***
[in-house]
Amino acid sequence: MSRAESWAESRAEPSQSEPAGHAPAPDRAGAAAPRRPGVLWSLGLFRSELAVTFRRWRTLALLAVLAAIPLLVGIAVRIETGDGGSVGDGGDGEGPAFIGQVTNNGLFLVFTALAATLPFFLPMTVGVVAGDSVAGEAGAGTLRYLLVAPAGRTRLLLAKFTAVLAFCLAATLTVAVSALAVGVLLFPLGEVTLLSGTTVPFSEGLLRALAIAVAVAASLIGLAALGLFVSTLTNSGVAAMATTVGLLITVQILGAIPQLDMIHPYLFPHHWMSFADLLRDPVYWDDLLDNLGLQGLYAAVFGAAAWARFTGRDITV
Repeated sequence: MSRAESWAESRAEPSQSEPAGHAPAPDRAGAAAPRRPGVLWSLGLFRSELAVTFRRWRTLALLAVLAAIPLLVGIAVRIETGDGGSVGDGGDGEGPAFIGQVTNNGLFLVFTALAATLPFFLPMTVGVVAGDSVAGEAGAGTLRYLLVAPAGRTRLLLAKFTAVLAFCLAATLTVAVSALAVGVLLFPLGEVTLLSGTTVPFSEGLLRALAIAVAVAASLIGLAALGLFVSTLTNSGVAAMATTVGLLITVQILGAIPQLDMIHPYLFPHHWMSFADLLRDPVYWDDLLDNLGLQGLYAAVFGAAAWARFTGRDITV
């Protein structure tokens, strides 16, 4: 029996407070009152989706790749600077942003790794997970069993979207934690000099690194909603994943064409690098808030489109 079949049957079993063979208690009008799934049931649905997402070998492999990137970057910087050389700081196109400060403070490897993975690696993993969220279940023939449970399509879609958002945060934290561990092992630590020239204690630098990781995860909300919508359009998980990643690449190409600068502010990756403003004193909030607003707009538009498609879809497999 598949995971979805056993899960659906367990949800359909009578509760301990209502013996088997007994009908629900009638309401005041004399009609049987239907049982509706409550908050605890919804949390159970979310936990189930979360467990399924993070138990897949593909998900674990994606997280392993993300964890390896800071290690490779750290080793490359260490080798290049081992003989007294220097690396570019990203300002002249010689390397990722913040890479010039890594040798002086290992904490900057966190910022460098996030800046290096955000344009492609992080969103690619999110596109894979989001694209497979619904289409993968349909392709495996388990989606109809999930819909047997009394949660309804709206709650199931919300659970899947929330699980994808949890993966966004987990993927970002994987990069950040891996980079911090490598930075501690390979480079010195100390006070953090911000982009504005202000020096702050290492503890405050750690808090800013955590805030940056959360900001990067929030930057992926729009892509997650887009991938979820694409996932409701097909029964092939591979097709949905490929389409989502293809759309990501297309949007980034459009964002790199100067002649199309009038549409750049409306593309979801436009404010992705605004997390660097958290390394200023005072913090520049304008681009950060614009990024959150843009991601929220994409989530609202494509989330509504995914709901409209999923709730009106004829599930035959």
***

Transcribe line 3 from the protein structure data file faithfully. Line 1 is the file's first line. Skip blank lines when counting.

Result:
Repeated sequence: MSRAESWAESRAEPSQSEPAGHAPAPDRAGAAAPRRPGVLWSLGLFRSELAVTFRRWRTLALLAVLAAIPLLVGIAVRIETGDGGSVGDGGDGEGPAFIGQVTNNGLFLVFTALAATLPFFLPMTVGVVAGDSVAGEAGAGTLRYLLVAPAGRTRLLLAKFTAVLAFCLAATLTVAVSALAVGVLLFPLGEVTLLSGTTVPFSEGLLRALAIAVAVAASLIGLAALGLFVSTLTNSGVAAMATTVGLLITVQILGAIPQLDMIHPYLFPHHWMSFADLLRDPVYWDDLLDNLGLQGLYAAVFGAAAWARFTGRDITV